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Philosophy

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Major

Minor

Courses

Programs offered:

B.A. in Philosophy
Minor in Philosophy (TU)

Please consult the University Bulletin for degree requirements.

Philosophy, in the broadest meaning of this term, is the attempt to think clearly about the world and the place of human beings in it. This activity is a response to questions which arise because the various areas of human life, such as science, art, morality, and religion, often do not seem to be intelligible in themselves or to fit with one another. A philosophical world view, such as the philosophy of Plato or the philosophy of Descartes, represents an attempt to think through these difficulties and to arrive at a single, coherent vision of how reality is and how human beings should relate to it.

The study of philosophy is a noble and worthwhile activity in its own right for the enlightenment which it can provide about questions which should be of interest to everyone. It is important, however, that the philosophy major also be effective at imparting those general skills which are crucial for most professions.

The Philosophy department believes that graduates should be “humane generalists” with the intellectual adaptability which is needed to function successfully in changing and often unpredictable job situations. The Philosophy program accomplishes this goal by fostering those abilities of critical thinking and intellectual flexibility required in virtually any professional career. Philosophy students learn how to read and understand abstract and often very difficult arguments. They also learn to think critically and independently, to develop their own views and to express their insights in clear, articulate spoken and written prose. Such skills are important for almost any profession and are especially useful for business and law.

Philosophy courses need not be taken in a rigid sequence. Any philosophy course should improve a student's overall philosophical abilities and thereby strengthen the student's performance in any subsequent philosophy course. The courses are, however, classified by the difficulty of the reading involved and the amount of philosophical training and background which is advisable.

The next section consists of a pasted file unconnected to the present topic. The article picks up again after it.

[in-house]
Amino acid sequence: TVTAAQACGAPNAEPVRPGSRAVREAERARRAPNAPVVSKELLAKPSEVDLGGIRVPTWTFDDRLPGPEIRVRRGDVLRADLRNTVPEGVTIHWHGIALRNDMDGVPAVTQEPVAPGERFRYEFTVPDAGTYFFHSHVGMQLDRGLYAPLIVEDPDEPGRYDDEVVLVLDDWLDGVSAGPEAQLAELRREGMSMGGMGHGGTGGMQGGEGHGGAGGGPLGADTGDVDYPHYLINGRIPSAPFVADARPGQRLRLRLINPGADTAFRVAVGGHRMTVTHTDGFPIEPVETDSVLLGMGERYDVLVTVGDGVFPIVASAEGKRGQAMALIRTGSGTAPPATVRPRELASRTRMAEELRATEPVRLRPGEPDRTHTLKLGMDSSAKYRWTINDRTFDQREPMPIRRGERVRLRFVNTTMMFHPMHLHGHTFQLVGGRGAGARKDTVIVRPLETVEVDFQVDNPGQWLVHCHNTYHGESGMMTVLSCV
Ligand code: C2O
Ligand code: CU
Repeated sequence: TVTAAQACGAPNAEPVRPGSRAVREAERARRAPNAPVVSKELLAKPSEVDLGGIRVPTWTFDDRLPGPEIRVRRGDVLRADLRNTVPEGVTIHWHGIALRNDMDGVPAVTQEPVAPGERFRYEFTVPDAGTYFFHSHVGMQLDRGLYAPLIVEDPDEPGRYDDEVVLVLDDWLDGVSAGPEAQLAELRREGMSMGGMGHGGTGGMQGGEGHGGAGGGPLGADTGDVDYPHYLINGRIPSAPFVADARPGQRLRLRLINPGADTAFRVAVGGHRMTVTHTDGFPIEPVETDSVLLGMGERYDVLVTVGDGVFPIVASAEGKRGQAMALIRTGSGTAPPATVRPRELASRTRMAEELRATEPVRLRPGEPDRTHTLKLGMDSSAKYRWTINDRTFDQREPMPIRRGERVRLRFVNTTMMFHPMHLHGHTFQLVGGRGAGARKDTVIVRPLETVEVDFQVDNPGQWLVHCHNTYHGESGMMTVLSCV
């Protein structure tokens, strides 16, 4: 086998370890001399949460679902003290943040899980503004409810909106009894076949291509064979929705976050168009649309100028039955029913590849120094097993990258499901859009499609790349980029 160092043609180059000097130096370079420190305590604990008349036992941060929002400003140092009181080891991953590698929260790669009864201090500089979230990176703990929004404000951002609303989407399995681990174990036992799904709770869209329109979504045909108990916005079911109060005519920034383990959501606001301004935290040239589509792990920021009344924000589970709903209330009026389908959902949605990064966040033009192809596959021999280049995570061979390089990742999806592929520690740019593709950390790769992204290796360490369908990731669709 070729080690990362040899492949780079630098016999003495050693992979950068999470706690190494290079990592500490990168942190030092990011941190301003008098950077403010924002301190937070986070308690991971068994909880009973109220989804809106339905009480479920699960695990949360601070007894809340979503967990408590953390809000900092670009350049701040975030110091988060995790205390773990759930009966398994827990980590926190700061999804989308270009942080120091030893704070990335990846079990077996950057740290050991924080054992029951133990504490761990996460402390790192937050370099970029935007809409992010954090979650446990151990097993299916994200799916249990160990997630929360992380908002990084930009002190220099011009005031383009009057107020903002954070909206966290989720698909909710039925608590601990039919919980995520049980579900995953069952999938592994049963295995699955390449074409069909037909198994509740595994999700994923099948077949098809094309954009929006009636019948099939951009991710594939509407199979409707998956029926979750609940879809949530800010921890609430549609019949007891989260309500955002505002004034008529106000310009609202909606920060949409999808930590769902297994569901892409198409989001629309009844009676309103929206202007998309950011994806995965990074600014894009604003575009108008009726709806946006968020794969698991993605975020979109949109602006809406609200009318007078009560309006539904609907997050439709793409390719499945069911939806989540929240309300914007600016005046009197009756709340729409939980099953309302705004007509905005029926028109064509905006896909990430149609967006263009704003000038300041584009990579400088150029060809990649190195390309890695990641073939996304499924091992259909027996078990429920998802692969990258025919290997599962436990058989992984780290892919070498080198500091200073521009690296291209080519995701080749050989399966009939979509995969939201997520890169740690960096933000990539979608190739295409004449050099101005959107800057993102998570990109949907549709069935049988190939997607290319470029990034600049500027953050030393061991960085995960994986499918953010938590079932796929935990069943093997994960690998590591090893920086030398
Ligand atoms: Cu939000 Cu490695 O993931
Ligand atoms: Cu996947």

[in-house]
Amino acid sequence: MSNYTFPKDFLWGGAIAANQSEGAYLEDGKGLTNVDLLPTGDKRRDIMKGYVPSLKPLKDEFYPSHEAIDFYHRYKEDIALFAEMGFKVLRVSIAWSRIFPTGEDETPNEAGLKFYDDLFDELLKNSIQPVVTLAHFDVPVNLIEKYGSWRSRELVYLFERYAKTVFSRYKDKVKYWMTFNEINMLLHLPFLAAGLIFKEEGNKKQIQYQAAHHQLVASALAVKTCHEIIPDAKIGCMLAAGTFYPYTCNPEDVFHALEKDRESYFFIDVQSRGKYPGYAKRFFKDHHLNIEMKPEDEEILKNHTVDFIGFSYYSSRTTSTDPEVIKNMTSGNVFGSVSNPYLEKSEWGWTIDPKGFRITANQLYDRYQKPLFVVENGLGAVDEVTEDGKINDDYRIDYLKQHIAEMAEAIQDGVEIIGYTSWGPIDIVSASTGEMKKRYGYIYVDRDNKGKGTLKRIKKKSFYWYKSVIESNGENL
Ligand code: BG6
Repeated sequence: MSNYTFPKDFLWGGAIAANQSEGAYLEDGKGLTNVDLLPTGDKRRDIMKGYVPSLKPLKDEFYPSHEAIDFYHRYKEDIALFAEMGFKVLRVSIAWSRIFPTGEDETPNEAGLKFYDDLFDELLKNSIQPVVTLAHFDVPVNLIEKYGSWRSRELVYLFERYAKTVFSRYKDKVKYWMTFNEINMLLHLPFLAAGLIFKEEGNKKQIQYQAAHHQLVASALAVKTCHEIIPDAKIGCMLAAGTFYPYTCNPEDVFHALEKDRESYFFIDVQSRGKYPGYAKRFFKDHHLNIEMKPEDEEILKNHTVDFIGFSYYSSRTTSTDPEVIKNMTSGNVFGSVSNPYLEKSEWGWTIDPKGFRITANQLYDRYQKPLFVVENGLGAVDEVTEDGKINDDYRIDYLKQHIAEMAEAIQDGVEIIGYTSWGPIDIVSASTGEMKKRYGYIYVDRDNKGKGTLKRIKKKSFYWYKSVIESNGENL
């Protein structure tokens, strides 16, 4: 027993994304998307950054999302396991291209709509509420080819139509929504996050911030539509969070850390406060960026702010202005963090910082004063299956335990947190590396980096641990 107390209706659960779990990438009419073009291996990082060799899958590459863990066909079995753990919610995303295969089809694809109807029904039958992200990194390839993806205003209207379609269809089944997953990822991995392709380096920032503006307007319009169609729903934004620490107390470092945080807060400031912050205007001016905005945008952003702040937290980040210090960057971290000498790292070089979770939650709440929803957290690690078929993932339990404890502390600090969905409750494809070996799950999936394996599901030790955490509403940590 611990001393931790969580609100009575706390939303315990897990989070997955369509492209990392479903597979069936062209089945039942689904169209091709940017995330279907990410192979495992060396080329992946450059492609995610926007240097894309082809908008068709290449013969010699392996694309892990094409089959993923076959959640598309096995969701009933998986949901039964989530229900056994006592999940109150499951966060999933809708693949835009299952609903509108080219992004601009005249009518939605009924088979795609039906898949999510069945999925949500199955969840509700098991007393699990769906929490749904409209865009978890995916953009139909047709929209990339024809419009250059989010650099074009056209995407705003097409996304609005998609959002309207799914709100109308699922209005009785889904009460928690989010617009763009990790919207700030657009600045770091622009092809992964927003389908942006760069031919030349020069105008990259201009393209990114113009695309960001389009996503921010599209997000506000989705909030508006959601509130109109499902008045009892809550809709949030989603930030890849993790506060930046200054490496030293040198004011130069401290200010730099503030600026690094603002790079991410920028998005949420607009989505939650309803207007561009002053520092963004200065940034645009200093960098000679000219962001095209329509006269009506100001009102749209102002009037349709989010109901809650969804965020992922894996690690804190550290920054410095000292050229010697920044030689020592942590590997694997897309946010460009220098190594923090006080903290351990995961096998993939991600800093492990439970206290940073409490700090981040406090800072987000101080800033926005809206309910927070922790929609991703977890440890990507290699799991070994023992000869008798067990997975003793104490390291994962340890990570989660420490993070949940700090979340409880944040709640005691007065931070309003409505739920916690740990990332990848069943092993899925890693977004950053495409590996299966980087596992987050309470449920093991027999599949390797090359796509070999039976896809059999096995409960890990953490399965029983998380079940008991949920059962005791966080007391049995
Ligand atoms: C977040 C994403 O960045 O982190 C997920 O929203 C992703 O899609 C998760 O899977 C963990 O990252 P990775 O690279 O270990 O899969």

The following are possible courses offered in Philosophy:


PHI 101. Significance of Human Life - Western Responses 4 hours
This course introduces the student to Western philosophy through the question of whether human life as a whole has any ultimate meaning or significance outside of individual desires. This question will be considered by studying Ecclesiastes, The Book of Job, the philosophy of Socrates in Plato's Euthyphro, Apology, and Crito, Lucretius,' On the Nature of Things, and Hume's Dialogues Concerning Natural Religion.
 
PHI 102. Significance of Human Life - Eastern Responses 4 hours
Here the student is introduced to non-Western philosophy through a study of some Asian responses to the question of human significance. Students will study four thinkers who are different from one another but who are all important in the Asian intellectual tradition. By studying these four in some depth, students will be able to contrast their own Western philosophical background with something quite different from it. Students are encouraged but not required to take PHI 101 and PHI 102 as a two-semester sequence.
 
PHI 103. Logic 4 hours
This course is an introduction to both logical thinking and thinking about logic. It is divided into three parts: informal logic (a study of logical fallacies in thinking), formal logic (a primer to develop literacy in symbolic logic), and the philosophy of logic (exactly what is logic?).

Level II courses are for students who have some philosophical background, to the extent of at least one Level I course.
 
PHI 202. Contemporary Ethical Theory 4 hours
In this course, students will read several contemporary works concerning the nature of the ethical. Works will be drawn from both the analytic and the Continental traditions and an effort will be made to put the two traditions into dialogues with each other.
 
PHI 204. Plato 4 hours
This course is a study of the philosophy of Plato through a reading of his major dialogues. In addition to the "Socratic" dialogues, readings will include the Phaedo, Phaedrus, Symposium, Republic, and Timaeus.
 
PHI 205. Aristotle 4 hours
This course is a study of the philosophy of Aristotle through a reading of his major works. Readings will include portions of the Logic, Physics, DeAnima, Metaphysics, and Nicomachean Ethics.
 
PHI 301. Philosophy of Art (Aesthetics) 4 hours
This course will attempt to trace the philosophic underpinnings of the movement within art toward non-representational art. The course begins with Kant's third Critique and includes readings by Hegel, Heidegger, Derrida, and several others. Students will also read several works by artists themselves, including Kandinsky, Francis Bacon, and Anselm Kiefer.
 
PHI 302. Knowledge and Skepticism (Epistemology) 4 hours
This course will cover various issues concerned with the nature and validity of human knowledge. The topics studied will include the distinction between knowledge and belief, arguments for and against skepticism, perception and our knowledge of the physical world, and the nature of truth.
 
PHI 303. Space, Time, and God 4 hours
This course examines our conception of the universe as a totality, both in its own nature and in relation to an external cause. We will consider whether space and time are "absolute" realities or only systems of relations among objects, whether they are finite or infinite, and whether or not there logically could exist space-time universes in addition to our own. The course will conclude with the question of whether our space-time universe is self-sufficient or requires an ultimate cause or explanation (God) outside of itself.